We are in the midst of one of the greatest tragedies of mankind.
While we sleep under down comforters in warm houses in wintry December, a silent crisis of massive proportions is occurring on the other side of the world.
It probably won’t make the nightly news or even garnish attention from our story-seeking media.
Powerless people living in the death grip of poverty don’t have a voice. For the most part, they only arouse a bit of curiosity and make us uncomfortable in our American Dream.
The global orphan crisis has reached staggering statistics of 163 million orphans (United Nations). The number is so great, it is beyond our comprehension.
And yet it is real. As far as the eye can see, stretching across countless miles, there is a sea of children who live without parents and are in a desperate need of help. Every number is a face, a life created by God, an innocent child whose companion is suffering. Children who have smiles that light up the world, children who play with a ball created from trash. Children much like our own, only born into a gulf of poverty.
When I think of an orphan, I automatically think of adoption.
It has traditionally been the answer in our western minds to this vast need. And while I love adoption and watching the undeniable beauty of an orphaned child rescued and brought to the abundance of our country, I firmly believe that adoption is not the answer to the global orphan crisis.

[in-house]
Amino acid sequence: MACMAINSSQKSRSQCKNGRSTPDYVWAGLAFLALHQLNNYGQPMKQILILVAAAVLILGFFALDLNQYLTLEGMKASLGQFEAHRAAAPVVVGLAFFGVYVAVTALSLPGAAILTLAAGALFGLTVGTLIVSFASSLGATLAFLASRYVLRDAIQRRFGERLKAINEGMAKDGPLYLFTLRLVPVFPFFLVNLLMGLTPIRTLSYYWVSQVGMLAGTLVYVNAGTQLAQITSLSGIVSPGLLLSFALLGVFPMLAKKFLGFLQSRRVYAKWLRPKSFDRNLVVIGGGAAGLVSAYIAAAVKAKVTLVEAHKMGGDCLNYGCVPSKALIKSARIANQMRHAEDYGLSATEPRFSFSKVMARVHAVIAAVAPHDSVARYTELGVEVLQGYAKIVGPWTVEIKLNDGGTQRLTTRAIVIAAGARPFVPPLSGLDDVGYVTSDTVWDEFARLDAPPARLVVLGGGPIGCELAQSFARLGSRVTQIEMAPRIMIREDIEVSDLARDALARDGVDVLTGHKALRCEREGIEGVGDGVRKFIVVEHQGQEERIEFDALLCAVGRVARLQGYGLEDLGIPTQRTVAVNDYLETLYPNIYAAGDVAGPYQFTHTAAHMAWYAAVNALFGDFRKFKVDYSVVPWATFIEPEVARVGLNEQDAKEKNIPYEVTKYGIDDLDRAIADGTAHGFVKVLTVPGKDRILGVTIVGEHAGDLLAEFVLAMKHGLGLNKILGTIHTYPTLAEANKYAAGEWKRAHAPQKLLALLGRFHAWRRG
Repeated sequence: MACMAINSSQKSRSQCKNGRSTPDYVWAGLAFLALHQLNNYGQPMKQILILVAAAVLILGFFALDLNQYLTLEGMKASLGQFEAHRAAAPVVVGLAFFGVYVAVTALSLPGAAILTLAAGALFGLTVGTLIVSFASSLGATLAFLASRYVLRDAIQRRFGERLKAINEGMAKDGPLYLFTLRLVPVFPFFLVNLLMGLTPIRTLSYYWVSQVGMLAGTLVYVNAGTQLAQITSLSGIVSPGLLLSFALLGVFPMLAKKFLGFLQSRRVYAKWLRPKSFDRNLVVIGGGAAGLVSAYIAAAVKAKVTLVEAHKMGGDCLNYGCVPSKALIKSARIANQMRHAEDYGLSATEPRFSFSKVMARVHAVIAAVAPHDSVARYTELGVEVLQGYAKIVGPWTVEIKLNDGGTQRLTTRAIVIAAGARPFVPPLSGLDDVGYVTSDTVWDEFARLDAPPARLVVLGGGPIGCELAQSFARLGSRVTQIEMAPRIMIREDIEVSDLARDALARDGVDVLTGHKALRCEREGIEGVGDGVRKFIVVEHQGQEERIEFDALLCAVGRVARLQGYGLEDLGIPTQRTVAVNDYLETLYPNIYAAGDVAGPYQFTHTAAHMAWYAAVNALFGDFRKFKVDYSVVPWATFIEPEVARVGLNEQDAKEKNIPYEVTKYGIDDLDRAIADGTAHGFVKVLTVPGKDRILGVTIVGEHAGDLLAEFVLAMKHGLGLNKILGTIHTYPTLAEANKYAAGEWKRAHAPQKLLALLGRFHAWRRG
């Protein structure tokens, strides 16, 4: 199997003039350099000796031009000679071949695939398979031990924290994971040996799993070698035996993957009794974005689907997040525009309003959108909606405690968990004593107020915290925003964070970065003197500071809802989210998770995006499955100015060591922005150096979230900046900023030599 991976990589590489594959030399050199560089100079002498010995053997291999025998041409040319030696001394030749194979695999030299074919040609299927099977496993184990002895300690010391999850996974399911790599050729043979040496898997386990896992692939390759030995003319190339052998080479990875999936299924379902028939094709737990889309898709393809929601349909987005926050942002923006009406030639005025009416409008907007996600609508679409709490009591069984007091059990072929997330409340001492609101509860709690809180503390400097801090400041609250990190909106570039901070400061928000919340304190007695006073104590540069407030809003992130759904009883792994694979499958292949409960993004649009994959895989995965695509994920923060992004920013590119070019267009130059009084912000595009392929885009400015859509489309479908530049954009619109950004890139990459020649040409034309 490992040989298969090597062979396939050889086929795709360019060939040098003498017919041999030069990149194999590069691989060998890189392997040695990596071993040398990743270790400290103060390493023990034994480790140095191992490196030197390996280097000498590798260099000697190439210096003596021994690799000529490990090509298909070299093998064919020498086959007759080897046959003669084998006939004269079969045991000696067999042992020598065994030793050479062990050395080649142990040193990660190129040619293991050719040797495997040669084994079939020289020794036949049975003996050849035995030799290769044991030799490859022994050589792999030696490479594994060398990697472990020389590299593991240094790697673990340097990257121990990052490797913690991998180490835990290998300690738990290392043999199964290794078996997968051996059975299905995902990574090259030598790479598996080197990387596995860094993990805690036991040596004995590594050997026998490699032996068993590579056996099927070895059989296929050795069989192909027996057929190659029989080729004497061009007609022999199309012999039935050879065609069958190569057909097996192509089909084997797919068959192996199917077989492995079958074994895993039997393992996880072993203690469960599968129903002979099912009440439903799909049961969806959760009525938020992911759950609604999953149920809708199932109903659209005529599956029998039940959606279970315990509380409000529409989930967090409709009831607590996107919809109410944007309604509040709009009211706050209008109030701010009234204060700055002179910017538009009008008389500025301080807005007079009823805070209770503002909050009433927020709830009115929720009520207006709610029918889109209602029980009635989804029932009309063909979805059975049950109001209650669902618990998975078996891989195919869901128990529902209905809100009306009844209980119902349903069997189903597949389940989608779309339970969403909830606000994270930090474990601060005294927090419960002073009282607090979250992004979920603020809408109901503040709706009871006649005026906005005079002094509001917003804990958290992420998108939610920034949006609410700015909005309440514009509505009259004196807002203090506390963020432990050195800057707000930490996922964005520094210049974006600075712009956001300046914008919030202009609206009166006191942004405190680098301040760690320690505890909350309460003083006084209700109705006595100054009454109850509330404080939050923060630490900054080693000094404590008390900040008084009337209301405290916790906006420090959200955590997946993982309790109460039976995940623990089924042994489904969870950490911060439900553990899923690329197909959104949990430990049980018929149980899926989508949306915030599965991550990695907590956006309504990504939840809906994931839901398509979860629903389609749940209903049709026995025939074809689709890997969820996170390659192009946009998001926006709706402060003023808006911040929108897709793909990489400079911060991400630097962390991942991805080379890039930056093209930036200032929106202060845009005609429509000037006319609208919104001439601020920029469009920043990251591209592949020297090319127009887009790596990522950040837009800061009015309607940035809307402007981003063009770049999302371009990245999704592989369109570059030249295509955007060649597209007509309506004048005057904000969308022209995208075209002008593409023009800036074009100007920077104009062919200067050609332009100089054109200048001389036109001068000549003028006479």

Is it life changing? Definitely. Does it solve the problem for the orphan adopted? Absolutely.
But for every child that is adopted there are thousands left behind.
What is the answer to the global orphan crisis? I believe it is empowering these destitute nations who lack basic resources with our support through the local church, but even more than that, it is Jesus.
I’m still trying to figure out what this means for me and my family. I believe that giving our finances to Godly organizations like Compassion International is part of the answer. I believe that providing clean water and resources is part of the answer. I believe that it’s God’s desire for Mercy House to empower hopeless girls with the skills and education needed, so they don’t abandon or abort their children. I believe we all need to ask what we are supposed to do-for some that will be adoption, for others it will be something different. But every Christian needs to do something.
I believe a conscious awareness of this global crisis in our every day lives will stir up a resolve to move out of our comfortable lives and do something.
Across our nation, there is a collaborative movement of meaningful conversation rising up to help us think outside of traditional roles of caring for the orphan, one such event is the !dea Camp. I hope you’ll consider joining me in February at this event.
“Our lives begin to end the day we become silent about things that matter”-Martin Luther King
Close your eyes and listen.
Give them a voice.
Where you find an unfathomable crisis, you find God.
God is with the poor.